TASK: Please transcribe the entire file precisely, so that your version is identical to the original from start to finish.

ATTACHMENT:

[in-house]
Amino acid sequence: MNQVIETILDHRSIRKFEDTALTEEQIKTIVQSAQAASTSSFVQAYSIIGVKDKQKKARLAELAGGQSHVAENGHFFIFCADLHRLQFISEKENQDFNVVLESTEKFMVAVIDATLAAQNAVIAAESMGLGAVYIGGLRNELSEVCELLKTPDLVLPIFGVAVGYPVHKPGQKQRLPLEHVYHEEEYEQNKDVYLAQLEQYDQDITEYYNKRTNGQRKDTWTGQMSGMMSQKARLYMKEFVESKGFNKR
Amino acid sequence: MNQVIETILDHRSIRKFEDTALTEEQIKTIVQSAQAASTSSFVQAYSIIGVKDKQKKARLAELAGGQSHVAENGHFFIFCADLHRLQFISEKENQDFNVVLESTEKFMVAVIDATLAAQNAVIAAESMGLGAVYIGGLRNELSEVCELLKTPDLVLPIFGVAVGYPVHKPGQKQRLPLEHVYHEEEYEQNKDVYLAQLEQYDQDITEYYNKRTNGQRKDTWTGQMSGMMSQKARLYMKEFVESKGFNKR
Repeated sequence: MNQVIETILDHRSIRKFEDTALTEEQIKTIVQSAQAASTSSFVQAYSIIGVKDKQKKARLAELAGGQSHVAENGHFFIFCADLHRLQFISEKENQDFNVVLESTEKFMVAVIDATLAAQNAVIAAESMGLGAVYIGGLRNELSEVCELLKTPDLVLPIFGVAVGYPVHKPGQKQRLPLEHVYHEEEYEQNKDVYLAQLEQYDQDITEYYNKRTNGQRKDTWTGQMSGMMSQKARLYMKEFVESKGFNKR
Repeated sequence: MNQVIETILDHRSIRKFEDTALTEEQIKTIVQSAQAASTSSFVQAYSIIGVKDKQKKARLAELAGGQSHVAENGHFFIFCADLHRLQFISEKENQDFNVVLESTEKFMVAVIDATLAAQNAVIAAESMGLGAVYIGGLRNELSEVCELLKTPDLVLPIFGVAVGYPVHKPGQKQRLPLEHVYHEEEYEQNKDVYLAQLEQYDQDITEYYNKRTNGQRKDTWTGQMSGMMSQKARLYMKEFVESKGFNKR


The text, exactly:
[in-house]
Amino acid sequence: MNQVIETILDHRSIRKFEDTALTEEQIKTIVQSAQAASTSSFVQAYSIIGVKDKQKKARLAELAGGQSHVAENGHFFIFCADLHRLQFISEKENQDFNVVLESTEKFMVAVIDATLAAQNAVIAAESMGLGAVYIGGLRNELSEVCELLKTPDLVLPIFGVAVGYPVHKPGQKQRLPLEHVYHEEEYEQNKDVYLAQLEQYDQDITEYYNKRTNGQRKDTWTGQMSGMMSQKARLYMKEFVESKGFNKR
Amino acid sequence: MNQVIETILDHRSIRKFEDTALTEEQIKTIVQSAQAASTSSFVQAYSIIGVKDKQKKARLAELAGGQSHVAENGHFFIFCADLHRLQFISEKENQDFNVVLESTEKFMVAVIDATLAAQNAVIAAESMGLGAVYIGGLRNELSEVCELLKTPDLVLPIFGVAVGYPVHKPGQKQRLPLEHVYHEEEYEQNKDVYLAQLEQYDQDITEYYNKRTNGQRKDTWTGQMSGMMSQKARLYMKEFVESKGFNKR
Repeated sequence: MNQVIETILDHRSIRKFEDTALTEEQIKTIVQSAQAASTSSFVQAYSIIGVKDKQKKARLAELAGGQSHVAENGHFFIFCADLHRLQFISEKENQDFNVVLESTEKFMVAVIDATLAAQNAVIAAESMGLGAVYIGGLRNELSEVCELLKTPDLVLPIFGVAVGYPVHKPGQKQRLPLEHVYHEEEYEQNKDVYLAQLEQYDQDITEYYNKRTNGQRKDTWTGQMSGMMSQKARLYMKEFVESKGFNKR
Repeated sequence: MNQVIETILDHRSIRKFEDTALTEEQIKTIVQSAQAASTSSFVQAYSIIGVKDKQKKARLAELAGGQSHVAENGHFFIFCADLHRLQFISEKENQDFNVVLESTEKFMVAVIDATLAAQNAVIAAESMGLGAVYIGGLRNELSEVCELLKTPDLVLPIFGVAVGYPVHKPGQKQRLPLEHVYHEEEYEQNKDVYLAQLEQYDQDITEYYNKRTNGQRKDTWTGQMSGMMSQKARLYMKEFVESKGFNKR